The Georgia Tech Yellow Jackets football team represents Georgia Tech in the sport of American football. The Yellow Jackets team competes in the Football Bowl Subdivision (FBS) of the National Collegiate Athletic Association (NCAA) and the Coastal Division of the Atlantic Coast Conference (ACC). Georgia Tech has fielded a football team since 1892 and, as of 2020, has an all-time record of 740–518-43 through the 2020 season. The Yellow Jackets play in Bobby Dodd Stadium at Historic Grant Field in Atlanta, which has a capacity of 55,000.
The Clemson Tigers are the American football team at Clemson University. The Tigers compete in the NCAA Division I Football Bowl Subdivision (FBS) of the National Collegiate Athletic Association (NCAA) and the Atlantic Division of the Atlantic Coast Conference (ACC). In recent years, the Tigers have been ranked among the most elite college football programs in the United States.
Ronald George Polk is an American professional coach in NCAA Division I college baseball. He was a long-time head baseball coach at Mississippi State and is considered to be the "Father of Southeastern Conference Baseball." Polk compiled one of the most successful winning records, as a coach, in both MSU and Southeastern Conference history. In 31 seasons as an SEC coach he compiled a 1218-638-2 (.656) record. His career record stands at 1373-702-2. He currently ranks 9th on the all-time wins list nationally for 10+ year Division I coaches. His teams won five SEC championships and five SEC tournament championships. His teams participated in the NCAA tournament twenty-three times, and reached the College World Series eight times.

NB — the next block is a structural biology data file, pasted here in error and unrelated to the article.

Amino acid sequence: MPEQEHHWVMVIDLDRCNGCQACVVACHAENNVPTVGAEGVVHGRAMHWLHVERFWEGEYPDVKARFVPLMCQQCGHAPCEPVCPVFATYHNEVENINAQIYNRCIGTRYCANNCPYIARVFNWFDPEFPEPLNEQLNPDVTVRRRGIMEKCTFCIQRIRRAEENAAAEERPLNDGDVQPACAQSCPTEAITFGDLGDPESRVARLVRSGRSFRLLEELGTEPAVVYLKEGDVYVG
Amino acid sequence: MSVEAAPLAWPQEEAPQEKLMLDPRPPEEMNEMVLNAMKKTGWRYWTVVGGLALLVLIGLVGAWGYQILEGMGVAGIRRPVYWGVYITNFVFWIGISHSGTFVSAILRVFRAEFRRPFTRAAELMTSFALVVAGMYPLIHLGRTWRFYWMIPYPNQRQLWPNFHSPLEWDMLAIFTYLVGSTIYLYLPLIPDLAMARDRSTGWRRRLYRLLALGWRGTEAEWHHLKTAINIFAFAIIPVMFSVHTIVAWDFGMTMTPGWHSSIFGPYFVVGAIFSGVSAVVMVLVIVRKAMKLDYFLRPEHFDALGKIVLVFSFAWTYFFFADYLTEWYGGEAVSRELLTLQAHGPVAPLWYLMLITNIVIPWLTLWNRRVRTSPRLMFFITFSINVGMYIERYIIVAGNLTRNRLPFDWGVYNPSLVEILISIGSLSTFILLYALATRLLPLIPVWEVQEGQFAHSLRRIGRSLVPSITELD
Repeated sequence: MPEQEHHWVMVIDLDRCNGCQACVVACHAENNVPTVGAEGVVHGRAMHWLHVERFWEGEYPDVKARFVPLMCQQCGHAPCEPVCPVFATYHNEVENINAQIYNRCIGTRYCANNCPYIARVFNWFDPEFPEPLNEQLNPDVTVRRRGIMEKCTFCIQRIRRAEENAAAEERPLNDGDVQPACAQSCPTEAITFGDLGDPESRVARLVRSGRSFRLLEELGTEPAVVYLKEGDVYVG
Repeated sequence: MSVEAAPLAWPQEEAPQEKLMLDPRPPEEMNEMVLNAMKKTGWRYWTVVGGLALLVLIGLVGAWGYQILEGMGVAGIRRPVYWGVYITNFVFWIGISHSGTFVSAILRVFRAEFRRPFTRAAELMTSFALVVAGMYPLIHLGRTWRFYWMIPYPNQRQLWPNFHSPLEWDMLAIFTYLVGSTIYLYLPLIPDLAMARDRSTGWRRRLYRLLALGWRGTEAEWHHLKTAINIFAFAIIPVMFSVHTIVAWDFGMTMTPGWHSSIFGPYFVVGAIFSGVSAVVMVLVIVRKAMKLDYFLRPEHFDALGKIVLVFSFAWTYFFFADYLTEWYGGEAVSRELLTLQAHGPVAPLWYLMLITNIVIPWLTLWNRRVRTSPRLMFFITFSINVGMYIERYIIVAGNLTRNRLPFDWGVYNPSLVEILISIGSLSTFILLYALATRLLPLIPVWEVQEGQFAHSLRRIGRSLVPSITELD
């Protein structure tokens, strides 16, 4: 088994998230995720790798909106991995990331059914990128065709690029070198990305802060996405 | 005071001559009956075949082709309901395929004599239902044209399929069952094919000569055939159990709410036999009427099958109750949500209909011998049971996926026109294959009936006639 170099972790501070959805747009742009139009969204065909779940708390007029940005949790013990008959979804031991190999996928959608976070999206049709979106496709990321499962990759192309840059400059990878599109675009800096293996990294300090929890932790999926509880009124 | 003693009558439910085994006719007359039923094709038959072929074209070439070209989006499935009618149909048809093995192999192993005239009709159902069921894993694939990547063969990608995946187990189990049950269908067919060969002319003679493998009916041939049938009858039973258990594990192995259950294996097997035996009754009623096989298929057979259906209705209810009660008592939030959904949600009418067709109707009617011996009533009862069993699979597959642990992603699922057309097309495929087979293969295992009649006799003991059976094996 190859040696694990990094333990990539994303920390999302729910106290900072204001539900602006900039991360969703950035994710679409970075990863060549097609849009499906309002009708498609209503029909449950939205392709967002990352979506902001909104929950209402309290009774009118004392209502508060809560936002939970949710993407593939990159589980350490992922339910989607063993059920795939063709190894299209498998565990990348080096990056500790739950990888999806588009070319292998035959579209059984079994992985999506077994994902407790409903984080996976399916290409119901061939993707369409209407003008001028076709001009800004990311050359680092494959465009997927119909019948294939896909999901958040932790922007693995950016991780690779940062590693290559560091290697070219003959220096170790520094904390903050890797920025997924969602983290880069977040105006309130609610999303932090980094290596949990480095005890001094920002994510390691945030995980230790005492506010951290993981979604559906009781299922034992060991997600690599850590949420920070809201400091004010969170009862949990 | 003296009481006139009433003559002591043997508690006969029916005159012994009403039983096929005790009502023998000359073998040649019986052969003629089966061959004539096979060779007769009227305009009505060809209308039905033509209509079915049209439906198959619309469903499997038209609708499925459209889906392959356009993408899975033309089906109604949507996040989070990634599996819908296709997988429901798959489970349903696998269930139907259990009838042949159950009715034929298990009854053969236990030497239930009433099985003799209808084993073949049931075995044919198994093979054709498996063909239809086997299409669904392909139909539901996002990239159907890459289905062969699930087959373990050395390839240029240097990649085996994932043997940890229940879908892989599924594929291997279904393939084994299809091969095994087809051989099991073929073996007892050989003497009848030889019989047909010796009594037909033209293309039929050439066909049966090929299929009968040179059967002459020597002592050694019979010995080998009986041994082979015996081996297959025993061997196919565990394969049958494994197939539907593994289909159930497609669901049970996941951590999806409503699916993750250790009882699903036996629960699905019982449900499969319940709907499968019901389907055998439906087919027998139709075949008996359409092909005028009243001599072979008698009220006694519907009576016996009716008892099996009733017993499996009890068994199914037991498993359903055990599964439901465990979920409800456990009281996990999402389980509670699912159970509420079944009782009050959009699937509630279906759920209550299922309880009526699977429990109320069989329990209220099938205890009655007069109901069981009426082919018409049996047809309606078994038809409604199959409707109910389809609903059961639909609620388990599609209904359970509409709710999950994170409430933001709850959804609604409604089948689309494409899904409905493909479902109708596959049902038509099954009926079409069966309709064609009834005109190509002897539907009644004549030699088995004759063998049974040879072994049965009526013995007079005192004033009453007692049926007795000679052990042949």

The Georgia Tech Yellow Jackets baseball team represents the Georgia Institute of Technology in NCAA Division I college baseball. Along with most other Georgia Tech athletic teams, the baseball team participates in the Atlantic Coast Conference. The Yellow Jackets play their home games in Russ Chandler Stadium and they are currently coached by Danny Hall.
The 1966 Notre Dame Fighting Irish football team represented the University of Notre Dame during the 1966 NCAA University Division football season. The Irish, coached by Ara Parseghian, ended the season undefeated with nine wins and one tie, winning a national championship. The Fighting Irish earned a consensus title after beating No. 10 Oklahoma 38–0 in Norman, tying unbeaten and No. 2 Michigan State 10–10, and ending the season defeating No. 10 USC, 51–0, in the Coliseum The 1966 squad became the eighth Irish team to win the national title and the first under Parseghian. The Irish outscored their opponents 362–38. The 10–10 tie between The Spartans and the Irish remains one of the controversial games of college football, and is considered today to be one of the great "games of the century".
The Washington University Bears football team represents Washington University in St. Louis in college football. The team competes at the NCAA Division III level as an affiliate member of the College Conference of Illinois and Wisconsin (CCIW). They are a primary member of the University Athletic Association, of which they were a founding member. They were previously a founding member of the Missouri Valley Conference whose bigger schools split into the Big Eight Conference and then added a few members to form the Big 12 Conference.
The 1913 College Football All-Southern Team consists of American football players selected to the College Football All-Southern Teams selected by various organizations for the 1913 Southern Intercollegiate Athletic Association football season.